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The starter is back to singing its usual song now, startup is smooth, lifter tick is gone and all seems to be ticking along pretty smoothly. Knock on wood. Went for a quick 40km run after dinner to keep putting some longer k's on. Such a great cruiser machine this, missed it so much. The power difference from the extra displacement as well as new bearings and rebuilt components is definitely noticeable, the power delivery is way smoother and more effortless, and as much as the 3.38 diff is a nuisance in 1st & 2nd, it makes up for it by livening up 3rd & 4th. Have a local club run to Arthur's Pass coming up in a few weeks' time, can't bloody wait.
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Will book in the yearly inspection tomorrow and slowly start digging into rebuilding the brakes and rear subframe.

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325i Touring
148 Posts
Discussion Starter · #132 ·
Had a big scare on Friday morning. Was going about my business, got to a couple of km's from home and the car just died at an intersection. It would then start up, idle for just a second and die again.
Got a mate to tow me home, fearing the worst. First time the tow hook's come out in my 4 years of BMW ownership. Feel like I've done pretty well.
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Only code I pulled was 44 Activation, Solenoid Valve, Tank Ventilation, which I didn't feel would be enough to stall the engine altogether but went ahead and switched out the EVAP valve, as well as the fuel pump, both of which had come from the 330i donor car, dated 2001. I put back the EVAP valve and fuel pump original to the car, dated 2003 and looks like the issue's gone away. So far so good anyway.
Have now put roughly 200km on the the clock since the engine rebuild, looks like most of the niggly issues have been ironed out, bar one. When slowly coasting up to an intersection in 1st gear and not adding any throttle, when I press down the clutch, there's a weird rattle/thump coming somewhere from the drivetrain, seemingly from the rear.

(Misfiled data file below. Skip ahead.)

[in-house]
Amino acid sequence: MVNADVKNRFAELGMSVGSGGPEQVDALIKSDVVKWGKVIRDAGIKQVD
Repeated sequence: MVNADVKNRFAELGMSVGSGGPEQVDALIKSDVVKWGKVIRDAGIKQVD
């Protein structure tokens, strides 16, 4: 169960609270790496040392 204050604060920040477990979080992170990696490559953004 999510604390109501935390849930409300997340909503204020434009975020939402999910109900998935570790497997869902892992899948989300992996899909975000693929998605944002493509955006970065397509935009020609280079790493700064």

Only seems to happen when depressing clutch in 1st gear with no throttle input. Doesn't seem to happen at higher revs when accelerating to switch into second so a bit of a weird one. I suspect it could be the diff or the driveshaft. Not particularly enjoying the 3.38 ratio altogether, 1st gear seems very short for regular driving so could be a contributing factor. Was going to tidy up the factory manual 5-speed 2.93 diff and drop it in along with the refurbished subframe after I've gotten reinforcement plates welded in but might do it on its own before doing the whole refurb to eliminate the diff as the culprit.
Another factor might be the CSB pre-load. The wording in the manual leaves a bit of ambiguity so not sure if I've done it right. Pushed the housing about 4mm forward from it's natural position. The manual called for 5-6mm but the rears of the bolts were already starting to hang out a bit too much for my liking so didn't want to push it further. The photos are facing up towards the front of the car.

CSB resting in its undisturbed position
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How I tightened it down
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With the car up and running, I ticked off a few secondary little missions. Chucked on the front Whiteline strut brace I'd ordered a while ago. Quite well priced and contrary to the product photos, the bar itself is black so fits in pretty well with the rest of the engine bay. Really like the minimal design and lack of any sort of logos or writing, keeps it nice and clean.
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Also went ahead and switched out the cluster strip I'd received earlier. Thanks again @yjsaabman & @blksab65! Didn't notice it previously but looks like the US-version has BRAKE and ABS written out as words instead of using logos. Funny little detail but not bothered about it.
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The cluster will have to come out again at some point. Seems like when I was switching out the main big backing plate I slightly misaligned the tachometer needle. Was getting a bit concerned as the idle revs looked to be sitting at just 500 RPM. Hooked up the scanner and they're actually at a healthy 700 RPM so will need to bump the needle up a bit.